Why energy-efficiency programs are good for New Hampshire businesses, consumers

They deliver economic, environmental and public health benefits
© Leise Jones Photography

Allí Gold Roberts (Leise Jones Photography)

For New Hampshire consumers and businesses, the benefits of reducing energy waste is just common sense. Now, as the state works to build back economically from the pandemic, New Hampshire can harness statewide energy efficiency efforts through NHSaves programs to create local jobs, help hard-hit industries, protect vulnerable populations, and improve air quality and public health.

More than ever, New Hampshire needs tested, proven investments — like energy efficiency — that pay for themselves. The Granite State currently has an important window of opportunity to accelerate its recovery by doubling down on its energy-efficiency programs. Over the summer, utilities submitted an ambitious draft plan to increase the state’s energy efficiency resource standard (EERS) for 2021-23 to the Public Utility Commission’s Energy Efficiency and Sustainable Energy (EESE) Board. The PUC is now deciding whether or not to approve this proposed increase.

Cost savings are the most clear cut benefit to wasting less energy. Energy efficiency programs deliver value to every consumer and business—whether or not they directly participate. This is because energy efficiency programs reduce the total power needed to keep the lights on across the state. Using less electricity means lower transmission and distribution costs for all customers, increased grid reliability and lower costs from reducing the need to use dirty, expensive power plants during periods of peak demand.

At the same time, increasing investments in energy efficiency puts local contractors to work installing energy efficiency upgrades. These investments create local jobs and help keep consumer’s energy dollars in-state, strengthening New Hampshire’s economy.

Energy efficiency also protects public health and the environment by significantly reducing carbon emissions and other harmful pollutants. The proposed energy saving targets for electric and gas utilities will lead to emissions reductions equivalent to removing just under one million cars from New Hampshire’s roads for one year.

Members of the business community have come out in support of the proposal. Among them, the Ceres BICEP Network — a coalition of nearly 70 major employers and large electricity customers across the U.S. — submitted letters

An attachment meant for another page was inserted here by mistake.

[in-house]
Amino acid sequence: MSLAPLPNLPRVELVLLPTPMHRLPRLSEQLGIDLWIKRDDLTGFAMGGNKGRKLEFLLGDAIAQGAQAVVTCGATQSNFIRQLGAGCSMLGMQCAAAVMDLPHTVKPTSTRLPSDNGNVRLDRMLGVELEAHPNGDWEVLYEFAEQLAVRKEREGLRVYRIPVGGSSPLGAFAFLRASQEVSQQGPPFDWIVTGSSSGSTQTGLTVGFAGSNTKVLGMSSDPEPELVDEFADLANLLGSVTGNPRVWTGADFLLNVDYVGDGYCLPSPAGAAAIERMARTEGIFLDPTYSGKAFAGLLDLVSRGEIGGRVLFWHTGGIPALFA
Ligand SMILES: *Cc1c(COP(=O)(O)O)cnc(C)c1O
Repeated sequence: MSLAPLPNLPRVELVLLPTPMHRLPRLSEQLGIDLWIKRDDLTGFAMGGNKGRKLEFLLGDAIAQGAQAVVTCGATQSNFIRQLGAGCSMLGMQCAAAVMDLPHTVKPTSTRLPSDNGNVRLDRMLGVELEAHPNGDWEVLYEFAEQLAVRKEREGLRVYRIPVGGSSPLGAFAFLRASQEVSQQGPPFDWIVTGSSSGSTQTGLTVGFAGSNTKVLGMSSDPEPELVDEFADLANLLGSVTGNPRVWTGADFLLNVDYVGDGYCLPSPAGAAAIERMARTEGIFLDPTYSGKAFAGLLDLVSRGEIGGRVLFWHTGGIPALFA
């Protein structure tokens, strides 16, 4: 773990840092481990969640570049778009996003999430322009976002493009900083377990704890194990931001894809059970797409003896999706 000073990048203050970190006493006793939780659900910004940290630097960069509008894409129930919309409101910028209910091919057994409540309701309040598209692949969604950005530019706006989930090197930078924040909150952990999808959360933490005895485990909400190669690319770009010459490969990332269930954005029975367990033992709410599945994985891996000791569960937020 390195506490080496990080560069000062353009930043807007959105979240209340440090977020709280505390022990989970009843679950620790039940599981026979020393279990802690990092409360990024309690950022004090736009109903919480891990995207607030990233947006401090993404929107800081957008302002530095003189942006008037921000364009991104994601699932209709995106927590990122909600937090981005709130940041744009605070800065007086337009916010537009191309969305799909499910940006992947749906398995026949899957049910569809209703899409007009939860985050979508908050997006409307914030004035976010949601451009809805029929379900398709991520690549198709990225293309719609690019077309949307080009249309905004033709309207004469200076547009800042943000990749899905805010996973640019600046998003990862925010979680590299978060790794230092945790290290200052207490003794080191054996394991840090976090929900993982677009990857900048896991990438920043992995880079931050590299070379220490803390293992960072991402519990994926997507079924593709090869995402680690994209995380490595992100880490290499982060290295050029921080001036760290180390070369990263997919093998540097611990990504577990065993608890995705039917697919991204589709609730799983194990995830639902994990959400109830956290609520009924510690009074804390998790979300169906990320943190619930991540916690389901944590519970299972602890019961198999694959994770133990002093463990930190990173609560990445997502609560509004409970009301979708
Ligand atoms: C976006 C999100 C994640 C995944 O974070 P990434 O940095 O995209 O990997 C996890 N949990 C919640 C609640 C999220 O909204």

to the PUC in both July and October.

The proposal to increase the state’s EERS also reflects the New Hampshire Clean Energy Principles. More than 120 local businesses representing the manufacturing, health, hospitality, financial services and agricultural sectors in the Granite State signed these principles in 2019.

The companies highlight the importance of energy efficiency and clean energy solutions to their businesses and the competitive advantage that investments in market-driven clean energy programs give New Hampshire’s businesses and workforce.

These businesses understand that reducing energy use has a direct, positive impact on their bottom line. The utilities’ modeling shows that an increased EERS would lower electricity bills for the majority of New Hampshire’s commercial and industrial customers. This will create more resources for companies to reinvest back into their business, employees and local communities.

Despite all of these many benefits, some business groups take aim at the proposed EERS, citing the short-term costs. However, the pandemic has clearly shown the importance of taking early action to combat big challenges, the need to support local jobs, and the value of policies that improve public health.

A stronger EERS will deliver numerous economic, environmental and public health benefits for New Hampshire—including lower energy costs for New Hampshire’s commercial and industrial users. The PUC should approve the plan as soon as possible.

Alli Gold Roberts is director of state policy at Ceres.

Categories: Energy and Environment, Opinion